• July 28, 29 - Delta Aquarids Meteor Shower. The Delta Aquarids is an average shower that can produce up to 20 meteors per hour at its peak. It is produced by debris left behind by comets Marsden and Kracht. The shower runs annually from July 12 to August 23. It peaks this year on the night of July 28 and morning of July 29. This should be a great year for this shower because there will be almost no moonlight to spoil the show. Best viewing will be from a dark location after midnight. Meteors will radiate from the constellation Aquarius, but can appear anywhere in the sky.

  • July 30 - New Moon. The Moon will be directly between the Earth and the Sun and will not be visible from Earth. This phase occurs at 18:40 UTC. This is the best time of the month to observe faint objects such as galaxies and star clusters because there is no moonlight to interfere.

  • August 12, 13 - Perseids Meteor Shower. The Perseids is one of the best meteor showers to observe, producing up to 60 meteors per hour at its peak. It is produced by comet Swift-Tuttle, which was discovered in 1862. The Perseids are famous for producing a large number of bright meteors. The shower runs annually from July 17 to August 24. It peaks this year on the night of August 12 and the morning of August 13. The full moon will block out some of the meteors this year, but the Perseids are so bright and numerous that it should still be a good show. Best viewing will be from a dark location after midnight. Meteors will radiate from the constellation Perseus, but can appear anywhere in the sky.

  • August 13 - Full Moon. The Moon will be directly opposite the Earth from the Sun and will be fully illuminated as seen from Earth. This phase occurs at 18:57 UTC. This full moon was known by early Native American tribes as the Full Sturgeon Moon because the large sturgeon fish of the Great Lakes and other major lakes were more easily caught at this time of year. This moon has also been known as the Green Corn Moon and the Grain Moon.

  • August 11 - Neptune at Opposition. The blue giant planet will be at its closest approach to Earth and its face will be fully illuminated by the Sun. This is the best time to view and photograph Neptune. Due to its extreme distance from Earth, it will only appear as a tiny blue dot in all but the most powerful telescopes.

  • August 29 - New Moon. The Moon will be directly between the Earth and the Sun and will not be visible from Earth. This phase occurs at 03:04 UTC. This is the best time of the month to observe faint objects such as galaxies and star clusters because there is no moonlight to interfere.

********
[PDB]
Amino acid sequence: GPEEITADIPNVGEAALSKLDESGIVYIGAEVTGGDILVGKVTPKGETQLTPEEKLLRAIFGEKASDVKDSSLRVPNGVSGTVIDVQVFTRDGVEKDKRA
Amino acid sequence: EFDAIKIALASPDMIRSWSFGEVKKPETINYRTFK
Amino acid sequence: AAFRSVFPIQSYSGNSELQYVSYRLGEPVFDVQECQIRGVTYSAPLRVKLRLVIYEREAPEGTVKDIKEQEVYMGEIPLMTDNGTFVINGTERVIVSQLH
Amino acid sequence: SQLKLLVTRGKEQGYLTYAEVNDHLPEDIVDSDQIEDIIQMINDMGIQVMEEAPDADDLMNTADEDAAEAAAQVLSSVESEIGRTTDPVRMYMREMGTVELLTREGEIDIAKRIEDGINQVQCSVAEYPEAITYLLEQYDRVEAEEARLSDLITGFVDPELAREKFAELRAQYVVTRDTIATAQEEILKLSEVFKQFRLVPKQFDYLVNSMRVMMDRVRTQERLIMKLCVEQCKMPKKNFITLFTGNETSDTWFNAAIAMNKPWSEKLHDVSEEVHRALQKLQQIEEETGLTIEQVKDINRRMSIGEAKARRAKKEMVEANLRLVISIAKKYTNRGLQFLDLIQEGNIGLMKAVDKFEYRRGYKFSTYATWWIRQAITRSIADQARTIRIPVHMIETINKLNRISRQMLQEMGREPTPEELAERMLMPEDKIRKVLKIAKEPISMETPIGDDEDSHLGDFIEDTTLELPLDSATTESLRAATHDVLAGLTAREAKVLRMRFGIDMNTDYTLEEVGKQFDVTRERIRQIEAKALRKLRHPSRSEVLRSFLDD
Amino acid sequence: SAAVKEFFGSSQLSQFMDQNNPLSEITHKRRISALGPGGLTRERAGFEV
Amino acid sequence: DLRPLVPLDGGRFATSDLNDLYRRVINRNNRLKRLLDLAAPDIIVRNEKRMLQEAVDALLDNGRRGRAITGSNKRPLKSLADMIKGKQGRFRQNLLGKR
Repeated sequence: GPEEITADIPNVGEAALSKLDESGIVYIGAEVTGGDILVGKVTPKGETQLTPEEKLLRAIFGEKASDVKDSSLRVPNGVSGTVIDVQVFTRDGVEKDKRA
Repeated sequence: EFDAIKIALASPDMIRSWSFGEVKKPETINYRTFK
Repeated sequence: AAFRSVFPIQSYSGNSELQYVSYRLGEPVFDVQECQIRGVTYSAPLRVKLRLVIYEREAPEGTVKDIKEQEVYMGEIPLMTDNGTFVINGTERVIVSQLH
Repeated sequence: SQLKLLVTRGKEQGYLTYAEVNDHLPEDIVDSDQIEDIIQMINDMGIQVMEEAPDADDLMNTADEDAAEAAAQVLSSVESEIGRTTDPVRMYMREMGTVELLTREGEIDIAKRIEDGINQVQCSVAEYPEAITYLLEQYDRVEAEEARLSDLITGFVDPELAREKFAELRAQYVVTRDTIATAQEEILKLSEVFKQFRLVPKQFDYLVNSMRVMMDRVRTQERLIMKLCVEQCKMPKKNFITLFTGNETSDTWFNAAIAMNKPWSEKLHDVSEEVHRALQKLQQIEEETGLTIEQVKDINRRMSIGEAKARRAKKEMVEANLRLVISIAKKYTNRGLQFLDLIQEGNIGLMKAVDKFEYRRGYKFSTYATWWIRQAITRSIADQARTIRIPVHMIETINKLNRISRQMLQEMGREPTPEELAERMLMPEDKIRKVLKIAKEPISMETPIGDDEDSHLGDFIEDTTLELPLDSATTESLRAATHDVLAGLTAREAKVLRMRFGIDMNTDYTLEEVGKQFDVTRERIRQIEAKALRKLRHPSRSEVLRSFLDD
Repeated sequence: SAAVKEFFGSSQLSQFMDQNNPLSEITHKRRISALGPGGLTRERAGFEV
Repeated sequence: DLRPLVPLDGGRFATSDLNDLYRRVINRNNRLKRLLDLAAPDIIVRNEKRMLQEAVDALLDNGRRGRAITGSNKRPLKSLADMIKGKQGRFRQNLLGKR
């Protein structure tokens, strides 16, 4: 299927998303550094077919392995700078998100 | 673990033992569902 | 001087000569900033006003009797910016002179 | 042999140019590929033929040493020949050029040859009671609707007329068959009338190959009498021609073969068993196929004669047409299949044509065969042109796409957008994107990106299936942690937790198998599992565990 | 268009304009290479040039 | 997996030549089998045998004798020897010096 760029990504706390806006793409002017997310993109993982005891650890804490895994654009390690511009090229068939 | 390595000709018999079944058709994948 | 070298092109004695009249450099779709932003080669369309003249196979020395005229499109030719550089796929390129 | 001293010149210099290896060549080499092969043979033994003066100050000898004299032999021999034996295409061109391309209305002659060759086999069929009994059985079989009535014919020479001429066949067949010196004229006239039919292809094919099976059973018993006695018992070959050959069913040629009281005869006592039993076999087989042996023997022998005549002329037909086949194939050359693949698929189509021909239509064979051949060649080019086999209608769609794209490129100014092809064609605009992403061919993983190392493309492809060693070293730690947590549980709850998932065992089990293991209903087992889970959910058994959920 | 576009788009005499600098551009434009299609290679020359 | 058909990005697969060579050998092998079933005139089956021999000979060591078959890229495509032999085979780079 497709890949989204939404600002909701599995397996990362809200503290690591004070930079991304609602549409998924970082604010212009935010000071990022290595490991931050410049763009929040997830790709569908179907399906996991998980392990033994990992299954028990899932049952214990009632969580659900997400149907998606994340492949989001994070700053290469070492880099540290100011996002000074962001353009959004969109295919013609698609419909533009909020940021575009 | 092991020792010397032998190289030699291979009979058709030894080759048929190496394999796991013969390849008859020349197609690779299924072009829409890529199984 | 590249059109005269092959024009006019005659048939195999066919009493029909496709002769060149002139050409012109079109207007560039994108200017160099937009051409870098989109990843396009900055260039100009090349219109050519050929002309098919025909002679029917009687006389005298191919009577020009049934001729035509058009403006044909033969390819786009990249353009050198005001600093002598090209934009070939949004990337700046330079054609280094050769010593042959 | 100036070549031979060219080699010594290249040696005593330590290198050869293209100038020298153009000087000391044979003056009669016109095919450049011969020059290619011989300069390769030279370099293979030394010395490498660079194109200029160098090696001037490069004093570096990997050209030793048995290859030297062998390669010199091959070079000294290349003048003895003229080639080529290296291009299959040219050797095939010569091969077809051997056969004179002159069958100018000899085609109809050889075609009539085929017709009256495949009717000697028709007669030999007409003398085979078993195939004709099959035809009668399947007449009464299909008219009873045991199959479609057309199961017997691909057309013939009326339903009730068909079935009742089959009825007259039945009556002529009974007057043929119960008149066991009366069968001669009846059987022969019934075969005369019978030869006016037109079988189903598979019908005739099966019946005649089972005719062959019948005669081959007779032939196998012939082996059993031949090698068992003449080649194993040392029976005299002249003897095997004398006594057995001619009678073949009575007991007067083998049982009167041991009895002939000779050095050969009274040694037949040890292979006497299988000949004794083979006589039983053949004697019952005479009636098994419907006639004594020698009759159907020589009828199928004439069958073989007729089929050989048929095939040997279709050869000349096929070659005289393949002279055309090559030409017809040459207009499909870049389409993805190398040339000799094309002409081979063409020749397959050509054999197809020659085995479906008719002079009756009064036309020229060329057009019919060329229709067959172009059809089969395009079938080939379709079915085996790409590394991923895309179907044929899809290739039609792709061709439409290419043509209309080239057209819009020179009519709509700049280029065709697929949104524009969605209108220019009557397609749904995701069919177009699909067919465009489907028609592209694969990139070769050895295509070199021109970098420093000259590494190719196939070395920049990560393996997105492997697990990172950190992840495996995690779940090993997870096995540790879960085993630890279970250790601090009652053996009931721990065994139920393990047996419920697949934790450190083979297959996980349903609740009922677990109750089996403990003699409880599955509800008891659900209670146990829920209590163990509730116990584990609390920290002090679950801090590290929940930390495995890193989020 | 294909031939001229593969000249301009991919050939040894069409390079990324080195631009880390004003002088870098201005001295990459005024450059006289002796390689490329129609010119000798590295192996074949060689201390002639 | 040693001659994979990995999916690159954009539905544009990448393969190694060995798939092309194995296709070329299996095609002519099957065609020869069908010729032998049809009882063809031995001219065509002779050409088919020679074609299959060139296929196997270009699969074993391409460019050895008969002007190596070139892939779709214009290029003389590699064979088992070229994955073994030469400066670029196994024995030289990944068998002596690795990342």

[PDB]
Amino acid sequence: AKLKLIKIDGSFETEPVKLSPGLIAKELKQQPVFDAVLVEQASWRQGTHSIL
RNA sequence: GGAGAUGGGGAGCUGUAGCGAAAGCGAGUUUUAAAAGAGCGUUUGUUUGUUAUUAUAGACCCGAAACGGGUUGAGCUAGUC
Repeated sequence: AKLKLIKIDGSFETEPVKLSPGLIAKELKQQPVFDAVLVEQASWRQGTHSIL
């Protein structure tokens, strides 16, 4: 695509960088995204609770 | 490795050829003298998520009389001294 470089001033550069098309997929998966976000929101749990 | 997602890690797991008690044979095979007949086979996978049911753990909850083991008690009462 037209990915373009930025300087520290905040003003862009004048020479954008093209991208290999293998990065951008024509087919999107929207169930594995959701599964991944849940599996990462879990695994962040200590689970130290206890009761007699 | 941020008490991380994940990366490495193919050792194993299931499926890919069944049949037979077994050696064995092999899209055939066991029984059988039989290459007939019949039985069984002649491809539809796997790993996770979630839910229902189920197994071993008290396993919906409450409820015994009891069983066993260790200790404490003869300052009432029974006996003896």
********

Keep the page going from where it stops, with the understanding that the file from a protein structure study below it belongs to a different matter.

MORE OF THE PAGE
• September 12 - Full Moon. The Moon will be directly opposite the Earth from the Sun and will be fully illuminated as seen from Earth. This phase occurs at 09:27 UTC. This full moon was known by early Native American tribes as the Full Corn Moon because the corn is harvested around this time of year. This moon is also known as the Harvest Moon. The Harvest Moon is the full moon that occurs closest to the September equinox each year.

  • September 23 - September Equinox. The September equinox occurs at 09:05 UTC. The Sun will shine directly on the equator and there will be nearly equal amounts of day and night throughout the world. This is also the first day of fall (autumnal equinox) in the Northern Hemisphere and the first day of spring (vernal equinox) in the Southern Hemisphere.

  • September 25 - Uranus at Opposition. The blue-green planet will be at its closest approach to Earth and its face will be fully illuminated by the Sun. This is the best time to view Uranus. Due to its distance, it will only appear as a tiny blue-green dot in all but the most powerful telescopes.

  • September 27 - New Moon. The Moon will be directly between the Earth and the Sun and will not be visible from Earth. This phase occurs at 11:09 UTC. This is the best time of the month to observe faint objects such as galaxies and star clusters because there is no moonlight to interfere.

  • October 1 - Astronomy Day Part 2. Astronomy Day is an annual event intended to provide a means of interaction between the general public and various astronomy enthusiasts, groups and professionals. The theme of Astronomy Day is "Bringing Astronomy to the People," and on this day astronomy and stargazing clubs and other organizations around the world will plan special events. You can find out about special local events by contacting your local astronomy club or planetarium. You can also find more about Astronomy Day by checking the Web site for the Astronomical League.

  • October 12 - Full Moon. The Moon will be directly opposite the Earth from the Sun and will be fully illuminated as seen from Earth. This phase occurs at 02:06 UTC. This full moon was known by early Native American tribes as the Full Hunters Moon because at this time of year the leaves are falling and the game is fat and ready to hunt. This moon has also been known as the Travel Moon and the Blood Moon. This will also be the smallest full moon of the year because it will be near apogee, its farthest point from the Earth.

  • October 16 - Comet Elinin. Newly discovered comet Elinin will make its closest approach to the Earth on October 16. The comet was discovered on December 10, 2010 by Russian amateur astronomer Leonid Elenin. It is estimated that the comet will reach 6th magnitude as it makes its closest approach. This will make it just barely visible to the naked eye. With a good pair of binoculars and a little determination, you may be able to get a good look at this new comet during mid October.